Dear Ryan Murphy: Once more, with Glee.

By | February 9, 2011

The ship that launched a thousand fanfics.

Dear Ryan Murphy,

The last time I penned you a public missive, I had a few people observe that since you had not actually written the episodes of Glee that were receiving my rage, it was unfair to hold you responsible for every little thing that happens on your show. I beg to differ, given your Glee co-creator credit and your position on the tippy-top of the list of executive producers — so long as you are drawing the fattest paycheck for this series, I am going to hold your ass personally responsible even for minor wardrobe decisions. I just want to be clear on that.

However, if I am giving you credit for the negative I must also give you credit for the positive, and tonight’s episode, “Silly Love Songs,” had quite a bit of that. You did write this one, and having seen it, I think it’s safe to assume that you have plans for Lauren Zizes, but which none of the other writers understand, and so we wind up with a bunch of fat jokes in other episodes because how the fuck else do you write about a fat character, y’all? You write about how fat they are, of course! And what they eat.

“Silly Love Songs” begins with a lovesick Puck ruminating on his throbbing crush on Lauren, played by Ashley Fink (whom readers may also remember as Carter on Huge) with her usual tack-sharp comic timing. We get a behind-the-scenes look at their broom-closet makeout sesh — for those who haven’t been watching the show, it was by promising Lauren the fabled seven minutes in heaven that Puck convinced her to join the glee club in a prior episode. It turns out Puck is a lousy kisser (psshhht, I could have predicted THAT) and Lauren blows him off after only three minutes, explaining, “Yeah, you’re not turning me on at all.” Puck is bewildered and enamored. We hear his internal monologue as he stares at Lauren in class, “Maybe it’s because she’s constantly insulting me, like my mother. Maybe I just dig a chick with curves… I am in love with Lauren Zizes.”

The “curves” comment can be forgiven, annoying euphemism that it is, because Lauren is not actually “curvy”. She is portrayed by the awesome Ashley Fink and Ashley Fink is Hot Motherfucking Death Fat, man. This ain’t no party, this ain’t no disco, her fatness is not fooling around. I simply don’t see many fats so close to my own stature in a permanent role on TV, and it makes me almost deliriously happy. So I’ll let Puck have his “curvy” assessment, because as much as I’d like to hear the word “fat” in a value-free context, it may take awhile before we can call the fat folks fat and have it be no big thing.

Later, in the glee club room, the name of which I would probably know if I watched the show more regularly, we get some tension between Lauren and Santana. Lauren calls Santana a bitch, and Santana asserts, “I’m sorry, but you have just got eyes for my man.” Puck indignantly notes that he is not “her man”, and in the hallway afterwards, Lauren begrudgingly thanks him for sticking up for her. A starry-eyed Puck tells her he knows she is thirty-two flavors of badass and when Lauren agrees, he seizes upon the moment to ask her to dinner for Valentine’s Day. Lauren: “You seriously think it’s that easy? I’m not desperate, so if you really want this, you best come correct — because I spell woman Z-I-Z-E-S and I need to be wooed. You understand me? Wooed.” You can almost see the little hearts circling Puck’s big dumb head. Fat ladies are rarely portrayed in media as anything other than sad and self-loathing so Lauren’s bravado is impressive and likely a total mindfuck for many viewers, but is it bluster? In this episode, if not in any episodes prior, she reads as a remarkably confident young woman who knows she deserves to be treated with respect, and who isn’t about to settle for whatever attention she can get. My worry, of course, is that this is will all be a facade, and I don’t want Lauren to be a facade — I want her to be tough and sharp and smart for real.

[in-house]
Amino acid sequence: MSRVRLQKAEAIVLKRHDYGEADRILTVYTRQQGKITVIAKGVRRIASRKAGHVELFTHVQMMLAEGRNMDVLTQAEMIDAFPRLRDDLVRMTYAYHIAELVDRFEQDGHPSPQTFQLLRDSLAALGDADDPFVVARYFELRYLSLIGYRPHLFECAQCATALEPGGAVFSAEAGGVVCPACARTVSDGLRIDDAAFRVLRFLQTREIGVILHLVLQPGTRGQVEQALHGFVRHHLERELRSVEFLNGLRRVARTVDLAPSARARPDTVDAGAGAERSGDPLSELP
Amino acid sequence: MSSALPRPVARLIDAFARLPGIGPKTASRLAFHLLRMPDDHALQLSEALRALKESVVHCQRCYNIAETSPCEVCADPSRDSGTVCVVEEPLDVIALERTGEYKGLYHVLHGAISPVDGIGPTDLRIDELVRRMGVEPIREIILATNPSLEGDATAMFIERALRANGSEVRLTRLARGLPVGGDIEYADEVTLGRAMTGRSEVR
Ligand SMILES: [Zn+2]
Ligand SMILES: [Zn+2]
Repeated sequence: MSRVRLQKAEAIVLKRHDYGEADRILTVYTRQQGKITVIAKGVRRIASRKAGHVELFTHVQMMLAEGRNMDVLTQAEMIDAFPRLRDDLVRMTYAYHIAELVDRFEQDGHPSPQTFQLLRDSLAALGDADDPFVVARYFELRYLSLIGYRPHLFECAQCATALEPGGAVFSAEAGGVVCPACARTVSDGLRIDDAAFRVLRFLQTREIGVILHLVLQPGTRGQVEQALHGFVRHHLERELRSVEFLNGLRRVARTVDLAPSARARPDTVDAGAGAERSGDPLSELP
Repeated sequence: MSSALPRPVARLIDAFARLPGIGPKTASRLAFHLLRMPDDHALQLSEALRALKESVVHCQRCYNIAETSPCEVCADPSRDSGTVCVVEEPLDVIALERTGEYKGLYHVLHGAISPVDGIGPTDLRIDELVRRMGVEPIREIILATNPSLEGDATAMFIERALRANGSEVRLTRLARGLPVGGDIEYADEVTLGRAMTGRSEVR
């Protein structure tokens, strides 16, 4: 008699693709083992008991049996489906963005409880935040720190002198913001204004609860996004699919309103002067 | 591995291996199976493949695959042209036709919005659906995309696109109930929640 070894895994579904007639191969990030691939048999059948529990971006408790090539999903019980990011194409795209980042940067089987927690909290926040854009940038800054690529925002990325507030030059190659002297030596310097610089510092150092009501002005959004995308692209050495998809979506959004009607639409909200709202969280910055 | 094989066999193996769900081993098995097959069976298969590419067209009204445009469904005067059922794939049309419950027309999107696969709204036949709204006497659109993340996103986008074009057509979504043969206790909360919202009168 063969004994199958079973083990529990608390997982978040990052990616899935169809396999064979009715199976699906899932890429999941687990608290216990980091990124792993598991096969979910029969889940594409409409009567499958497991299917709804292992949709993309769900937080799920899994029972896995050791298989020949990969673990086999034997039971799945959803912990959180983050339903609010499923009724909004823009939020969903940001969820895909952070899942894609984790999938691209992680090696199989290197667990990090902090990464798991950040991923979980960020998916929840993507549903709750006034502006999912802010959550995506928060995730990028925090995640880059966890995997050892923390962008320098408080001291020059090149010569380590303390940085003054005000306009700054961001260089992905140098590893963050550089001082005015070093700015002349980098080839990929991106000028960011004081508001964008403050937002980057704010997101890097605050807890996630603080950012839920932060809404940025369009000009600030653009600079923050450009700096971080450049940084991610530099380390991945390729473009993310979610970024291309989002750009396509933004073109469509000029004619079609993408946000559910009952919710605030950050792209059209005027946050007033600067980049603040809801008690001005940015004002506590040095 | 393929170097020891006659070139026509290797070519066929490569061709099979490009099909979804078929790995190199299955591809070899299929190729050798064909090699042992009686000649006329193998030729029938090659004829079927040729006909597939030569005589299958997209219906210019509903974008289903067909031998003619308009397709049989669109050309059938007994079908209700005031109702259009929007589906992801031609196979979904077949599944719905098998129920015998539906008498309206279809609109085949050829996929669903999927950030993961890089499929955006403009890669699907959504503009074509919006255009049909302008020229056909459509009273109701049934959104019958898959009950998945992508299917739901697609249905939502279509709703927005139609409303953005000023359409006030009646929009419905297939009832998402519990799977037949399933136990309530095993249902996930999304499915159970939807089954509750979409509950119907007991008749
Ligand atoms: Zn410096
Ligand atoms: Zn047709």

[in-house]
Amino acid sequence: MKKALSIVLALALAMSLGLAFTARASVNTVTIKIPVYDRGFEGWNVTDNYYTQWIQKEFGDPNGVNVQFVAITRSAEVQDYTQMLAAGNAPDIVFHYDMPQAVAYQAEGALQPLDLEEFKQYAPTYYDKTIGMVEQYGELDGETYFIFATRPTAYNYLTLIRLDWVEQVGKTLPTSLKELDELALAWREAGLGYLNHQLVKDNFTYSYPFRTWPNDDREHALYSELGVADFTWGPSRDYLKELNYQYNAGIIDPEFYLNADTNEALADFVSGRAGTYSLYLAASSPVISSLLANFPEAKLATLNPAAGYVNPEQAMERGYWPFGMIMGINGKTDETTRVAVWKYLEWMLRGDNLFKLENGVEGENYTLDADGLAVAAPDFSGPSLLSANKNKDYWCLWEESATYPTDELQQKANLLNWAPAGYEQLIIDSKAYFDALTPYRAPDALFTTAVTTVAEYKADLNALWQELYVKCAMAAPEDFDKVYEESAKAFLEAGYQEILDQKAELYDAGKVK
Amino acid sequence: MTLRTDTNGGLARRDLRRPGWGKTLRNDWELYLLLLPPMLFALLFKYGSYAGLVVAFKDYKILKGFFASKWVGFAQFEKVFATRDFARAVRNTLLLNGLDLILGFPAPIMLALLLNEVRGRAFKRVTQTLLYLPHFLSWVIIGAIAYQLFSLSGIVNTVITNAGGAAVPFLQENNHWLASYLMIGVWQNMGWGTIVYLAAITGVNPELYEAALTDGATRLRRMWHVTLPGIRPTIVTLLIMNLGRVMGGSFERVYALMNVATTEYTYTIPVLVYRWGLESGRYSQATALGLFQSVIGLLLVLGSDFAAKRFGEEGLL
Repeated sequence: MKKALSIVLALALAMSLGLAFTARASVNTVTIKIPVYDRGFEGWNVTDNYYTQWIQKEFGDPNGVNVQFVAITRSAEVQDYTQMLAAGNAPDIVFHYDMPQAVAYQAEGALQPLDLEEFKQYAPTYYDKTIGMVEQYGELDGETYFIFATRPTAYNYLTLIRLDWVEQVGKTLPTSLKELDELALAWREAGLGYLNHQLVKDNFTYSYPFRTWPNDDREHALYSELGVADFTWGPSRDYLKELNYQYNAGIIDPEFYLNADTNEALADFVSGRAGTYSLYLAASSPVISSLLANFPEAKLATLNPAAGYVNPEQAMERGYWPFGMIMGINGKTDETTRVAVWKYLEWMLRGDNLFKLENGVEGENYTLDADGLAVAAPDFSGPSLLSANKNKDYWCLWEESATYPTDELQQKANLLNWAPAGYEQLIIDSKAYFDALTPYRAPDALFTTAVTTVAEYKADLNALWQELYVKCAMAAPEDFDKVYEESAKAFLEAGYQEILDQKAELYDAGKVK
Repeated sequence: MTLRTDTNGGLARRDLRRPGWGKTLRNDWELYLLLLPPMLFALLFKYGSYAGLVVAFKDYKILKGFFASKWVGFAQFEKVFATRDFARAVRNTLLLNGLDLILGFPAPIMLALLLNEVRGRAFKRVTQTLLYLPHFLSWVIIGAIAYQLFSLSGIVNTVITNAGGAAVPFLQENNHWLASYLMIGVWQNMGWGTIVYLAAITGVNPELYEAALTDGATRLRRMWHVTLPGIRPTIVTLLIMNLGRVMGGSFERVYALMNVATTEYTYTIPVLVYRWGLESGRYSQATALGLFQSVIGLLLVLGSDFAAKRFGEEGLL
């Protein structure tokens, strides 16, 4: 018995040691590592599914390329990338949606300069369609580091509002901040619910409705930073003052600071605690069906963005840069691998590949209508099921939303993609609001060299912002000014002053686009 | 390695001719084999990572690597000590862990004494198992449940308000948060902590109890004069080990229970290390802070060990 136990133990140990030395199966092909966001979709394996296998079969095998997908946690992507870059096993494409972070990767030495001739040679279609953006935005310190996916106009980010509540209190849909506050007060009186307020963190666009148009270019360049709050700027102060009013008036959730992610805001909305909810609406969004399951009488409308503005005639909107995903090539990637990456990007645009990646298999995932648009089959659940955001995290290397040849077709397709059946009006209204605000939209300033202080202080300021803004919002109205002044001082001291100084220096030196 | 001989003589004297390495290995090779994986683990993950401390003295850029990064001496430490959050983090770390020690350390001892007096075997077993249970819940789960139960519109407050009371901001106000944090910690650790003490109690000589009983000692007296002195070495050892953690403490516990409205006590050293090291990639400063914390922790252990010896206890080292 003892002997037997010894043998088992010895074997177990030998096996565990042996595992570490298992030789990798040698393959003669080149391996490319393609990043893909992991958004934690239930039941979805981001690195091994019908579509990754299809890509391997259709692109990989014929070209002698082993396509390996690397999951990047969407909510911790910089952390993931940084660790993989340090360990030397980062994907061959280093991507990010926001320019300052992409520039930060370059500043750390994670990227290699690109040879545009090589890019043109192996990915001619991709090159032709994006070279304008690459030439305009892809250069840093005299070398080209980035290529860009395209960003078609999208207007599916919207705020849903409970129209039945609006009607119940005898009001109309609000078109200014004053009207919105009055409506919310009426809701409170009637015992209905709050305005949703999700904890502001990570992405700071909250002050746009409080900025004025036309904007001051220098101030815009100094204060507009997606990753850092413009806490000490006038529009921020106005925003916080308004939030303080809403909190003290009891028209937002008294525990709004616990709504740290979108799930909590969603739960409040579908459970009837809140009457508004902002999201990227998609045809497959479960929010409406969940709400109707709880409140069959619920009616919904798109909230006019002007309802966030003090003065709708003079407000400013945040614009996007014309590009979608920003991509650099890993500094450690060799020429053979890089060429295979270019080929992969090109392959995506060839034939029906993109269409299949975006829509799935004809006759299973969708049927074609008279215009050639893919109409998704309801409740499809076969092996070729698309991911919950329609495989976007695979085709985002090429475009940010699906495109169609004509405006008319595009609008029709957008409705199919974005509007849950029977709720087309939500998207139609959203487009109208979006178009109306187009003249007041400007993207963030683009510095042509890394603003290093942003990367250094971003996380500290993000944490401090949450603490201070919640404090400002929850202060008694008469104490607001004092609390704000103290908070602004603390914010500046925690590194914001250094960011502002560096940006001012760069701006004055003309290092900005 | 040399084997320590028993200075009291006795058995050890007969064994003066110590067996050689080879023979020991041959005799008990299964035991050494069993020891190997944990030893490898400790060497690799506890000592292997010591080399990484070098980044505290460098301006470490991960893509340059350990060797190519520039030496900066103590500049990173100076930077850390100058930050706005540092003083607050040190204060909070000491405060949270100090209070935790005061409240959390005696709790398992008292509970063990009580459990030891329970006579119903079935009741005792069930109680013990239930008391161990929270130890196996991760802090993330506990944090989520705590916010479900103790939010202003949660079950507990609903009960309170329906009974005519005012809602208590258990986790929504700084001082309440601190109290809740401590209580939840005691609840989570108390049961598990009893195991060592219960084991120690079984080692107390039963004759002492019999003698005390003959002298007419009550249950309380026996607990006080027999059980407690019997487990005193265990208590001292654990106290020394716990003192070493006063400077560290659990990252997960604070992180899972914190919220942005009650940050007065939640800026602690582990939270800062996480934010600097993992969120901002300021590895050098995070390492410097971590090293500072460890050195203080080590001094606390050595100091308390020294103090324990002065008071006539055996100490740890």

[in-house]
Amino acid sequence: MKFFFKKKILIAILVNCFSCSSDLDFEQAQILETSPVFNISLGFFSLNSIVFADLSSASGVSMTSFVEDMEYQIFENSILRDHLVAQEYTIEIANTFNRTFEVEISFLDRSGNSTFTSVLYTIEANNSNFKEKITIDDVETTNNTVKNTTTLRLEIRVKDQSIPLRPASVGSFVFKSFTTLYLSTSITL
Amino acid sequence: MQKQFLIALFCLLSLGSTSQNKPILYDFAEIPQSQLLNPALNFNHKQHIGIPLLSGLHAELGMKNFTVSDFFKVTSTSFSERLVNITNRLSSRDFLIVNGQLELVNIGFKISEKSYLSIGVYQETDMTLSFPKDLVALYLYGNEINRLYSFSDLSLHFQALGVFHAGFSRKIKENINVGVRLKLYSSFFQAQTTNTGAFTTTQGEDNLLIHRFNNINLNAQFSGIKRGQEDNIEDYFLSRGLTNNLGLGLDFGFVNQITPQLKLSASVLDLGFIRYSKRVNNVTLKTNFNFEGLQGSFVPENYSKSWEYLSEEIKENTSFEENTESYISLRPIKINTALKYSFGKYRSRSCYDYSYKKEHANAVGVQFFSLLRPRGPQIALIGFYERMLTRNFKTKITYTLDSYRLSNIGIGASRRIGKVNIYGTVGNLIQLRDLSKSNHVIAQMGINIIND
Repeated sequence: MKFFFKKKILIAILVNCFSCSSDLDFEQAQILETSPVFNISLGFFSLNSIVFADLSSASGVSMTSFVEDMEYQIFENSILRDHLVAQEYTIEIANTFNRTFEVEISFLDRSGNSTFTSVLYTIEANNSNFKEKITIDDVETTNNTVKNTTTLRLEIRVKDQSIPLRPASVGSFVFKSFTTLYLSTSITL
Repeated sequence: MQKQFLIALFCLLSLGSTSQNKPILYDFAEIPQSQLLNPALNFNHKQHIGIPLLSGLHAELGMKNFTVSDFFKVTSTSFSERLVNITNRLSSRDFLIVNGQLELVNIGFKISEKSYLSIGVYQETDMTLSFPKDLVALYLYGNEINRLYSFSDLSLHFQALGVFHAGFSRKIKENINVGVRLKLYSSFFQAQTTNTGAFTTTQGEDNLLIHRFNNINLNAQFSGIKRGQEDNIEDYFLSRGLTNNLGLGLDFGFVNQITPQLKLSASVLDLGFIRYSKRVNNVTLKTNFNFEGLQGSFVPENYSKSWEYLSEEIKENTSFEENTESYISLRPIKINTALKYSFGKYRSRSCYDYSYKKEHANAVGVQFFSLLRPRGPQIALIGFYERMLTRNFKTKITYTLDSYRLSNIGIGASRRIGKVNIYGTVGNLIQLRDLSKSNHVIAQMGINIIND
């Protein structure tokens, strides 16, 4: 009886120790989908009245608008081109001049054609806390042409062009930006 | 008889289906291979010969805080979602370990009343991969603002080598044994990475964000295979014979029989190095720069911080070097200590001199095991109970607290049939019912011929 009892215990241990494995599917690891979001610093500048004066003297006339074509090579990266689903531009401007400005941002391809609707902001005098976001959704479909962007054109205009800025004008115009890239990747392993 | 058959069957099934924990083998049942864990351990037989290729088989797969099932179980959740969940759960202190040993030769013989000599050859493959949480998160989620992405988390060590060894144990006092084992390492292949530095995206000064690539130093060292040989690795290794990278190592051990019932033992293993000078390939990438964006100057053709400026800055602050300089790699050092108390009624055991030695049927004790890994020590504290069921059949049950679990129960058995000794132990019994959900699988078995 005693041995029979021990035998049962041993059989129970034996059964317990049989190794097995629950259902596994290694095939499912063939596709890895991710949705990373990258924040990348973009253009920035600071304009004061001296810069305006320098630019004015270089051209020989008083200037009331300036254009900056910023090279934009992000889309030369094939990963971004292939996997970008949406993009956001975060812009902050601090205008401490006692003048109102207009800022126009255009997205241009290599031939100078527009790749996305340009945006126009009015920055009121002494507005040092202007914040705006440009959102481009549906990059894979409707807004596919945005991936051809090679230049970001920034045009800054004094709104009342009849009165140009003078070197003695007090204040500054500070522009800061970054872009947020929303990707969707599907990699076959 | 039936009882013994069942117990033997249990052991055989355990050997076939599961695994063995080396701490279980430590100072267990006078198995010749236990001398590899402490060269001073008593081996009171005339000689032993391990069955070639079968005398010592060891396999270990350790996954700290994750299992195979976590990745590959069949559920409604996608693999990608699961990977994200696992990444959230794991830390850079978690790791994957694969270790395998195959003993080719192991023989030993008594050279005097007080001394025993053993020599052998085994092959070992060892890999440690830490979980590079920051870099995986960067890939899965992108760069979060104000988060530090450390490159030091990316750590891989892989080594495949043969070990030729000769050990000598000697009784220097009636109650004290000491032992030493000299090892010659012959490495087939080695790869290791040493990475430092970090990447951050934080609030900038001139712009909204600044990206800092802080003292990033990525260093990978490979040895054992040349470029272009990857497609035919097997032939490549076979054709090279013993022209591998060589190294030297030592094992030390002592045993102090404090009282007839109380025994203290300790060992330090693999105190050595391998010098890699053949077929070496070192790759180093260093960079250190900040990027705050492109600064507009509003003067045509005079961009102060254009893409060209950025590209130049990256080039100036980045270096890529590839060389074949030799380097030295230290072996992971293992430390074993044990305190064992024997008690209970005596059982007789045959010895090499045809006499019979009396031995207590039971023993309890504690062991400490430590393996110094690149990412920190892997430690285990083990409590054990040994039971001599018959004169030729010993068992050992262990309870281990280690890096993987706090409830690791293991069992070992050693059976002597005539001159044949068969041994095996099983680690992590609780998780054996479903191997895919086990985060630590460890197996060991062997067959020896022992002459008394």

Puck’s first effort at wooing Lauren is to use this week’s glee club assignment — choose and sing a “great” love song, says Mr. Schuester, who is wonderfully absent from most of this episode — to serenade her with Queen’s “Fat Bottomed Girls”.

I am generally opposed to Queen covers, because you are not Freddie Mercury, young man, and you never will be, but this particular song is topical and Puck (sorry Puck-playing actor, I forget your name) does a surprisingly capable job with it. While he sings, Mr. Shuester rolls his eyes as though he knows a little something about the fairer sex, pal, and telling a lady she’s fat ain’t going to cut it, while the other ladies of Glee look shocked and dismayed, not so much at Puck’s clear affection for Lauren as the way he is apparently making a mess out of things. The subtext of this scene is that we’re all supposed to get that Puck is fucking up here, rocking though the performance may be.

The song ends and the rest of the glee club conveniently files out of the room for no apparent reason. Puck approaches Lauren, explaining that this was his love song to her! He notes that she is “on the heavier side, but I’m kind of into it!” Though I have never found Puck (nor the actor who plays him) to be particularly appealing, his tenative chubby-chaser enthusiasm is adorable and even charming. Lauren says, “That was the first time anyone sang me a love song.” Pause. “And it made me feel like crap.”

Wait, WHAT?

Lauren’s response was baffling to me upon first viewing, as I missed the other characters’ reactions during the song, distracted as I was by the audaciousness of having the stereotypical hot-guy character sing “Fat Bottomed Girls” as a sincere compliment to the fat girl. Frankly, it’s still baffling to me now, because while I’m not saying I would instantly give it up to any guy who serenaded me with Queen, I would certainly be moved to think the prospect over. It’s fucking Queen! It’s fucking “Fat Bottomed Girls”! Give the fat girl some taste, Ryan Murphy, won’t you?

Shortly thereafter we come to the inevitable Lauren/Santana showdown, in which Santana gets her comeuppance via a totally gratuitous altercation in the hall. I can only assume you meant the violence to come across as slapstick, with Lauren literally bouncing Santana off lockers, but it’s actually a little uncomfortable. The best thing to come of this scene is in the lead-up to the fight, when Santana calls Lauren “Poppin’ Fresh”.